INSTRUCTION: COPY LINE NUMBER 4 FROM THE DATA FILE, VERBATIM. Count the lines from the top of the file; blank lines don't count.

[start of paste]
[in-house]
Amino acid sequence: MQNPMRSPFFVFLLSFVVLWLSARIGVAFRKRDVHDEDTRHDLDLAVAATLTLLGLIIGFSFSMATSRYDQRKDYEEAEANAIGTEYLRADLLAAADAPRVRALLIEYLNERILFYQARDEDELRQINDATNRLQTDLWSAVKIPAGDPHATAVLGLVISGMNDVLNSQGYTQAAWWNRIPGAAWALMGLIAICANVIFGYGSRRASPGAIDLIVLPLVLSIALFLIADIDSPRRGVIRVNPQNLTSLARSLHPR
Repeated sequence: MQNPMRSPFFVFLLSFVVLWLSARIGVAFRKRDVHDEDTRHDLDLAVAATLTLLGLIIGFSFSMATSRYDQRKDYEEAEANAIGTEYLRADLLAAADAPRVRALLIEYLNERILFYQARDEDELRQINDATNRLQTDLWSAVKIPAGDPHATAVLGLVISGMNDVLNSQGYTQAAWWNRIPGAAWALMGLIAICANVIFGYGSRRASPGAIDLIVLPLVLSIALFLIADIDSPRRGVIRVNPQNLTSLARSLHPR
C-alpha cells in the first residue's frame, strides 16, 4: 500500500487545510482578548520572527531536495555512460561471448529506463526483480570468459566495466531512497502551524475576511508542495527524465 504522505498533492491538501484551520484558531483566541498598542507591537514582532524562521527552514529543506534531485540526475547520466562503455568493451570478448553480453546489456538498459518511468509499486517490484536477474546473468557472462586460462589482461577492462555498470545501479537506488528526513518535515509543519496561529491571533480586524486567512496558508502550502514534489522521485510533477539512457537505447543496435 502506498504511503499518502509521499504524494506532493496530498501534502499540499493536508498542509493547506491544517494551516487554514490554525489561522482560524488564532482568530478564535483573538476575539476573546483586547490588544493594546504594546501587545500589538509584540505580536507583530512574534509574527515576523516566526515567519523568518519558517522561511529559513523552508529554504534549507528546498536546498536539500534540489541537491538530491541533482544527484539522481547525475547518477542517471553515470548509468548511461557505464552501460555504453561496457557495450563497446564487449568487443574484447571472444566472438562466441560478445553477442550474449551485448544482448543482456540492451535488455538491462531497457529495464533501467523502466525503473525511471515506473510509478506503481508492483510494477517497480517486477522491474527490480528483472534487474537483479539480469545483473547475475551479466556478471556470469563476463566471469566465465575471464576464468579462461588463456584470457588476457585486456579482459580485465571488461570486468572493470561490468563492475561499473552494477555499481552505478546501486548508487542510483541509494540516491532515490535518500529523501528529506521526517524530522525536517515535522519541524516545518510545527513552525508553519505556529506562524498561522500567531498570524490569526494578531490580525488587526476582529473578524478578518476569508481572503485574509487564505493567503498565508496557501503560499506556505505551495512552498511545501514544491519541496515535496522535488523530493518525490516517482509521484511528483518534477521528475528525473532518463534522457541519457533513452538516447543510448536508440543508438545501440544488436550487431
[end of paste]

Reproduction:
C-alpha cells in the first residue's frame, strides 16, 4: 500500500487545510482578548520572527531536495555512460561471448529506463526483480570468459566495466531512497502551524475576511508542495527524465 504522505498533492491538501484551520484558531483566541498598542507591537514582532524562521527552514529543506534531485540526475547520466562503455568493451570478448553480453546489456538498459518511468509499486517490484536477474546473468557472462586460462589482461577492462555498470545501479537506488528526513518535515509543519496561529491571533480586524486567512496558508502550502514534489522521485510533477539512457537505447543496435 502506498504511503499518502509521499504524494506532493496530498501534502499540499493536508498542509493547506491544517494551516487554514490554525489561522482560524488564532482568530478564535483573538476575539476573546483586547490588544493594546504594546501587545500589538509584540505580536507583530512574534509574527515576523516566526515567519523568518519558517522561511529559513523552508529554504534549507528546498536546498536539500534540489541537491538530491541533482544527484539522481547525475547518477542517471553515470548509468548511461557505464552501460555504453561496457557495450563497446564487449568487443574484447571472444566472438562466441560478445553477442550474449551485448544482448543482456540492451535488455538491462531497457529495464533501467523502466525503473525511471515506473510509478506503481508492483510494477517497480517486477522491474527490480528483472534487474537483479539480469545483473547475475551479466556478471556470469563476463566471469566465465575471464576464468579462461588463456584470457588476457585486456579482459580485465571488461570486468572493470561490468563492475561499473552494477555499481552505478546501486548508487542510483541509494540516491532515490535518500529523501528529506521526517524530522525536517515535522519541524516545518510545527513552525508553519505556529506562524498561522500567531498570524490569526494578531490580525488587526476582529473578524478578518476569508481572503485574509487564505493567503498565508496557501503560499506556505505551495512552498511545501514544491519541496515535496522535488523530493518525490516517482509521484511528483518534477521528475528525473532518463534522457541519457533513452538516447543510448536508440543508438545501440544488436550487431